It is a custom in many universities, both in this country and in Europe, to allow each professor leave of absence during every seventh year of service. This custom is doubtless based on the Sabbatical year of the Pentateuchal codes, an institution which demanded that the fields be allowed to lie fallow every seventh year. It is a question whether the Sabbatical year, as an institution, could not with benefit be introduced into matters medical, and whether we might not profit by resting every seventh year, and devoting our time, not to the strenuous throes of medical existence, but to a calm, dispassionate review of the progress of medicine in the preceding septennate, and the factors which have influenced that progress. With this idea in view I have chosen to speak to-day on an aspect of our medical progress which is now in its Sabbatical year.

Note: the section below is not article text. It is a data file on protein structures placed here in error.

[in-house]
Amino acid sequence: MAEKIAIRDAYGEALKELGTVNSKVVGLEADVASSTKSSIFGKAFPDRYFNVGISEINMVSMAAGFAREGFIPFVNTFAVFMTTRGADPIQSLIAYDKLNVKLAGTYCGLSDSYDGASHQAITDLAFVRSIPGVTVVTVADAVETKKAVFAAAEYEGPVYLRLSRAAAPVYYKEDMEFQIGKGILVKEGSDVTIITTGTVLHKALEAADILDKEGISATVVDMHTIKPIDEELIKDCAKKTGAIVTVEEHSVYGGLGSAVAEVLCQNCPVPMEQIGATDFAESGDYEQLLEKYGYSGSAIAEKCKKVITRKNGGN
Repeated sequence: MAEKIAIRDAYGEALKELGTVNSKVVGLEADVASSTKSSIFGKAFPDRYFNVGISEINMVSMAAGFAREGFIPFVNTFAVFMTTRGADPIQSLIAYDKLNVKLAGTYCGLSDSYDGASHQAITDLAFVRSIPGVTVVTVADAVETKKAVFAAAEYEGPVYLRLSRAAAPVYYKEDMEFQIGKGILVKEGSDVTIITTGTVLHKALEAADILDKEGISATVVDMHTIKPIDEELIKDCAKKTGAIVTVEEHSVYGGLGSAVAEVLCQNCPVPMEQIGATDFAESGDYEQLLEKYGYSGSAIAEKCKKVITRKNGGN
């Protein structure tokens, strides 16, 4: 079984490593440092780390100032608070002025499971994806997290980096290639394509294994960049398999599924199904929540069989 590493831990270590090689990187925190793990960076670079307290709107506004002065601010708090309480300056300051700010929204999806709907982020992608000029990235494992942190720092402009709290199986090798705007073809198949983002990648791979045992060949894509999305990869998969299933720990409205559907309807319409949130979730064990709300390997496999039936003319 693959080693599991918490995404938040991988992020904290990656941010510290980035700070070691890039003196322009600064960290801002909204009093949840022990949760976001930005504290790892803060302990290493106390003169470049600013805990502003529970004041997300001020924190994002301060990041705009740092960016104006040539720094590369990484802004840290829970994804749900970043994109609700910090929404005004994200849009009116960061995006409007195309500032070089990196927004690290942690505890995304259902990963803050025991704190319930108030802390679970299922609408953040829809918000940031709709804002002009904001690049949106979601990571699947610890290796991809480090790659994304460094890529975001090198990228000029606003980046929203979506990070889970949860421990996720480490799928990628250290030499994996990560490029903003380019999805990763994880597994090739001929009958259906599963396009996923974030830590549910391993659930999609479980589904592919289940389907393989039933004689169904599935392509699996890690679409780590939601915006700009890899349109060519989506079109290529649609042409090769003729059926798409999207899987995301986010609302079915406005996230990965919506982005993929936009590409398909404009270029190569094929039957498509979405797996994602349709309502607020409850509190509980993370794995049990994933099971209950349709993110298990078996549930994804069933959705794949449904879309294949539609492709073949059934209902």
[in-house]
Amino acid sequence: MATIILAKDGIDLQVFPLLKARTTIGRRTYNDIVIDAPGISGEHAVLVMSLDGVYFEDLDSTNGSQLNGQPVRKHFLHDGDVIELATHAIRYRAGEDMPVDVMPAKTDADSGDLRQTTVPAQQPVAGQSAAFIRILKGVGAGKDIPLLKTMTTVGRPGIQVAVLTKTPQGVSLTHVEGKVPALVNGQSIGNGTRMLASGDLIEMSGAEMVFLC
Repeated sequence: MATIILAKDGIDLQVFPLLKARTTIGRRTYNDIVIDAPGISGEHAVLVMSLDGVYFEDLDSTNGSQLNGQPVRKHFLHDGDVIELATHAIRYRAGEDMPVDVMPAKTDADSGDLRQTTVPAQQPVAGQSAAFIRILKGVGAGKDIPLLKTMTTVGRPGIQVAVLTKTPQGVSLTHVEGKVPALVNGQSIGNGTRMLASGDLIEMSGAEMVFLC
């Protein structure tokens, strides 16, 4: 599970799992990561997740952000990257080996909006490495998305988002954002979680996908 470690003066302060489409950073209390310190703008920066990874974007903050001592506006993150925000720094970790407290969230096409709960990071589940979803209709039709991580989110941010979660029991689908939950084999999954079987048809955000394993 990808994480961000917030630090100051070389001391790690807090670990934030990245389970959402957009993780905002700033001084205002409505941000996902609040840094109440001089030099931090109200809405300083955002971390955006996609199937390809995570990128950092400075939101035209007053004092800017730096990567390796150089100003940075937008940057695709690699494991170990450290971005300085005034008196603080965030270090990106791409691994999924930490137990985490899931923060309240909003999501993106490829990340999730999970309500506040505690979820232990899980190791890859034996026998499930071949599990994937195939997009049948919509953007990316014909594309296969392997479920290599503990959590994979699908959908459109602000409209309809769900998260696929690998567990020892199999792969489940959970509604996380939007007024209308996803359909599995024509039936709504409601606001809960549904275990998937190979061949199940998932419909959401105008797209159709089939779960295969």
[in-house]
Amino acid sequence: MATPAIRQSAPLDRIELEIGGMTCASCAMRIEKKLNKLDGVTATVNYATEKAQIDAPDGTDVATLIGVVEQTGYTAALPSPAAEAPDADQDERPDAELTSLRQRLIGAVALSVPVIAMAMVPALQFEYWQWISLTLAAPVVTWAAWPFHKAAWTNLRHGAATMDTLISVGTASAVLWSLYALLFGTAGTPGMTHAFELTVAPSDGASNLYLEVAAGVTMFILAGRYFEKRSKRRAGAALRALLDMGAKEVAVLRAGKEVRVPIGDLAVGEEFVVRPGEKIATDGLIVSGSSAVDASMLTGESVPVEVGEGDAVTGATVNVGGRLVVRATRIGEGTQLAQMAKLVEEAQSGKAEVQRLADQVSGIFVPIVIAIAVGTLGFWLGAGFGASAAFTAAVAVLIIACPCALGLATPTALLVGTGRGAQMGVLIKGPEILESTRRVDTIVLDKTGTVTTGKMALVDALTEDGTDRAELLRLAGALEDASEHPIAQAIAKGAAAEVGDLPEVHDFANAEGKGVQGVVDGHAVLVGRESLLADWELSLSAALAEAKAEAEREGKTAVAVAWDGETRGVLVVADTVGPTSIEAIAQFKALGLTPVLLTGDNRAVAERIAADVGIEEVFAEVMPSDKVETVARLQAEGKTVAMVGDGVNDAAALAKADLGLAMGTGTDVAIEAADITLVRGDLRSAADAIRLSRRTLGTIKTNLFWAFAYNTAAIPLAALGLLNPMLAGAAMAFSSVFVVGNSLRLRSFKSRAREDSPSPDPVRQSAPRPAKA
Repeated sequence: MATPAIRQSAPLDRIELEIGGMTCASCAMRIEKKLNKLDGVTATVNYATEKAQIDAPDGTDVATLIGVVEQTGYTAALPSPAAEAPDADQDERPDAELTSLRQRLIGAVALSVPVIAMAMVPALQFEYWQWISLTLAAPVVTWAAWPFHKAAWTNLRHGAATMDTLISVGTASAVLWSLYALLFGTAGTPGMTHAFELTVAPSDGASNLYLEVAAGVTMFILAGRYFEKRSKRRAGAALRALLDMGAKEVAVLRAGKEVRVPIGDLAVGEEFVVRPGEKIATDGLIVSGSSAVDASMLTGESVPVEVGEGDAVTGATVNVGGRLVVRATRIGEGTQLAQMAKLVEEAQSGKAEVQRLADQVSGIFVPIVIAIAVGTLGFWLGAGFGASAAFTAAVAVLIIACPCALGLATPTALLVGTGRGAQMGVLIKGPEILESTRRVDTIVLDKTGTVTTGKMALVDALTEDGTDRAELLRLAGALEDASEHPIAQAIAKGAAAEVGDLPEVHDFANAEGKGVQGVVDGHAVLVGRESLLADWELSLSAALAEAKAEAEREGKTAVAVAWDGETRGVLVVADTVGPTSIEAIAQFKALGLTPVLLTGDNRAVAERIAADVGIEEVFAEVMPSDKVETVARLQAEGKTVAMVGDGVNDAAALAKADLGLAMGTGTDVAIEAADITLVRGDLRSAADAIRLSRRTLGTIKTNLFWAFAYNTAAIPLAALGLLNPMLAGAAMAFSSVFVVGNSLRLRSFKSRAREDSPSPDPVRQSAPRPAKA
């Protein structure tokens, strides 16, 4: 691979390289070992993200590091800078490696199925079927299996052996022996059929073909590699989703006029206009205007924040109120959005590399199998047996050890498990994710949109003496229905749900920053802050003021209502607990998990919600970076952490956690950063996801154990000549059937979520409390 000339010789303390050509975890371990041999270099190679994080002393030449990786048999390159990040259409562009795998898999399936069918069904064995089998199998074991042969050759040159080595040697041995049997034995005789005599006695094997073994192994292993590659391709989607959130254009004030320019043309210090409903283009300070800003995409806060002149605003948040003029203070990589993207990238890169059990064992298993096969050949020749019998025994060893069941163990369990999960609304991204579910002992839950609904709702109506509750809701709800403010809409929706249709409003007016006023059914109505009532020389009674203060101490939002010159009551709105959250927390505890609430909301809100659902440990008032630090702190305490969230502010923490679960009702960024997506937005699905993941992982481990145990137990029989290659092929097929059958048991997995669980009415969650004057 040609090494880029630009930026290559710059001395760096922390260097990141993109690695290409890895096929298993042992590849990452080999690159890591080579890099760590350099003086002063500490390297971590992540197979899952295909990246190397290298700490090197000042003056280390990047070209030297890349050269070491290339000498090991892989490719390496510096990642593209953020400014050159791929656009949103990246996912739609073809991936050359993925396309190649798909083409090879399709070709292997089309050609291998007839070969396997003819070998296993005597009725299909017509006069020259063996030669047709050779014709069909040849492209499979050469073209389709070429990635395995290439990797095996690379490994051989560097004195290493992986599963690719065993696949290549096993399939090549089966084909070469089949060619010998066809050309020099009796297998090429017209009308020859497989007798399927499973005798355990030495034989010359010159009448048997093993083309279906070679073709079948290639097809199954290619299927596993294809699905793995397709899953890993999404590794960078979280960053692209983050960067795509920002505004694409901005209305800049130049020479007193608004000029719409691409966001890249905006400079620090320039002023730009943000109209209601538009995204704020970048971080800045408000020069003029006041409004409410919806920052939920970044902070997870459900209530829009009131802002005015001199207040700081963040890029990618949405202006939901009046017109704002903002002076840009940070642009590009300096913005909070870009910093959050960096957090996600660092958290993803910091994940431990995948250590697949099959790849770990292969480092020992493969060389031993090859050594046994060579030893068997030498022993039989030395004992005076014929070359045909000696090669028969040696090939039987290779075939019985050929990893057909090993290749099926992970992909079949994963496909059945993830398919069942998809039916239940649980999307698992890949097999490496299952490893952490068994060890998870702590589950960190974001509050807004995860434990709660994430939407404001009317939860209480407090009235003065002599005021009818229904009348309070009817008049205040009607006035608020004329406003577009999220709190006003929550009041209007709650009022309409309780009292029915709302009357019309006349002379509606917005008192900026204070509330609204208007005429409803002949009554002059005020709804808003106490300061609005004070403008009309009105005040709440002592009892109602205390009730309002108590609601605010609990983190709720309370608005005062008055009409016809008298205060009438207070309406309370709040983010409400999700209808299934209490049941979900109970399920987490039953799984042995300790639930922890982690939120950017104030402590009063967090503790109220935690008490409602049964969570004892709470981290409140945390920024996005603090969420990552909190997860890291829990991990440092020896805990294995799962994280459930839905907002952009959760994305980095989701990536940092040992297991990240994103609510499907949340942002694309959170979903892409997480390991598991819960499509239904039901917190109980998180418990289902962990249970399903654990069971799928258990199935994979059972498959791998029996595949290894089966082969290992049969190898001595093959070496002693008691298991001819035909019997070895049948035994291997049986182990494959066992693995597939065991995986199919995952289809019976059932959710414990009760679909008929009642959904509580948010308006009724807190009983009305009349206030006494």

It is at present
BLUMER G. THE INFLUENCE WHICH THE ACQUISITION OF TROPICALTERRITORY BY THE UNITED STATES HAS HAD, AND IS LIKELY TO HAVE, ON AMERICAN MEDICINE.ORATION ON STATE MEDICINE AT THE FIFTY-SIXTH ANNUAL SESSION OF THE AMERICAN MEDICAL ASSOCIATION, PORTLAND, OREGON, JULY 11-14, 1905. JAMA. 1905;XLV(3):169–177. doi:10.1001/jama.1905.52510030026002b
Customize your JAMA Network experience by selecting one or more topics from the list below.
Create a personal account or sign in to: